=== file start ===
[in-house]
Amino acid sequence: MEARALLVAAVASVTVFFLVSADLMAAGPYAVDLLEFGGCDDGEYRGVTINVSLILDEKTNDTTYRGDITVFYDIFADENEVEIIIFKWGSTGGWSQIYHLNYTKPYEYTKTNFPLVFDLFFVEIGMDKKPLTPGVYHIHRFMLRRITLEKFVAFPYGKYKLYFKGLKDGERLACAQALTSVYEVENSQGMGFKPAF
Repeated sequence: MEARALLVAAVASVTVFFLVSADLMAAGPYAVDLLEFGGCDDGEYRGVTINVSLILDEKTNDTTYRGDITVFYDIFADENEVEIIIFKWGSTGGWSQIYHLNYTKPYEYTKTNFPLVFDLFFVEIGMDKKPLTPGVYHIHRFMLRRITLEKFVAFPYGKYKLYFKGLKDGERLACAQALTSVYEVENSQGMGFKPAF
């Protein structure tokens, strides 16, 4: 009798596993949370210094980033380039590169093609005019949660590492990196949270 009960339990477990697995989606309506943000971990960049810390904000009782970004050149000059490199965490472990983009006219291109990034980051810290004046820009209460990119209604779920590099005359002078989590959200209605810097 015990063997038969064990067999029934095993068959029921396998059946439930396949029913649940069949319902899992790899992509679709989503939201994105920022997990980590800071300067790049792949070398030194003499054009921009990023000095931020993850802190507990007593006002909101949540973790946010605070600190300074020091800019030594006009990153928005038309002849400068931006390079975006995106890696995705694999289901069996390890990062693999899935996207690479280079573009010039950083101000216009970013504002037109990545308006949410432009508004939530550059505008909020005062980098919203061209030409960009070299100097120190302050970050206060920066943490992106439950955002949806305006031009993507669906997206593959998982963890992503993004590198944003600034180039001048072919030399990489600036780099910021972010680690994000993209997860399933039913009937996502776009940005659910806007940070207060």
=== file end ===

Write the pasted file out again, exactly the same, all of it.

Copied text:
[in-house]
Amino acid sequence: MEARALLVAAVASVTVFFLVSADLMAAGPYAVDLLEFGGCDDGEYRGVTINVSLILDEKTNDTTYRGDITVFYDIFADENEVEIIIFKWGSTGGWSQIYHLNYTKPYEYTKTNFPLVFDLFFVEIGMDKKPLTPGVYHIHRFMLRRITLEKFVAFPYGKYKLYFKGLKDGERLACAQALTSVYEVENSQGMGFKPAF
Repeated sequence: MEARALLVAAVASVTVFFLVSADLMAAGPYAVDLLEFGGCDDGEYRGVTINVSLILDEKTNDTTYRGDITVFYDIFADENEVEIIIFKWGSTGGWSQIYHLNYTKPYEYTKTNFPLVFDLFFVEIGMDKKPLTPGVYHIHRFMLRRITLEKFVAFPYGKYKLYFKGLKDGERLACAQALTSVYEVENSQGMGFKPAF
């Protein structure tokens, strides 16, 4: 009798596993949370210094980033380039590169093609005019949660590492990196949270 009960339990477990697995989606309506943000971990960049810390904000009782970004050149000059490199965490472990983009006219291109990034980051810290004046820009209460990119209604779920590099005359002078989590959200209605810097 015990063997038969064990067999029934095993068959029921396998059946439930396949029913649940069949319902899992790899992509679709989503939201994105920022997990980590800071300067790049792949070398030194003499054009921009990023000095931020993850802190507990007593006002909101949540973790946010605070600190300074020091800019030594006009990153928005038309002849400068931006390079975006995106890696995705694999289901069996390890990062693999899935996207690479280079573009010039950083101000216009970013504002037109990545308006949410432009508004939530550059505008909020005062980098919203061209030409960009070299100097120190302050970050206060920066943490992106439950955002949806305006031009993507669906997206593959998982963890992503993004590198944003600034180039001048072919030399990489600036780099910021972010680690994000993209997860399933039913009937996502776009940005659910806007940070207060």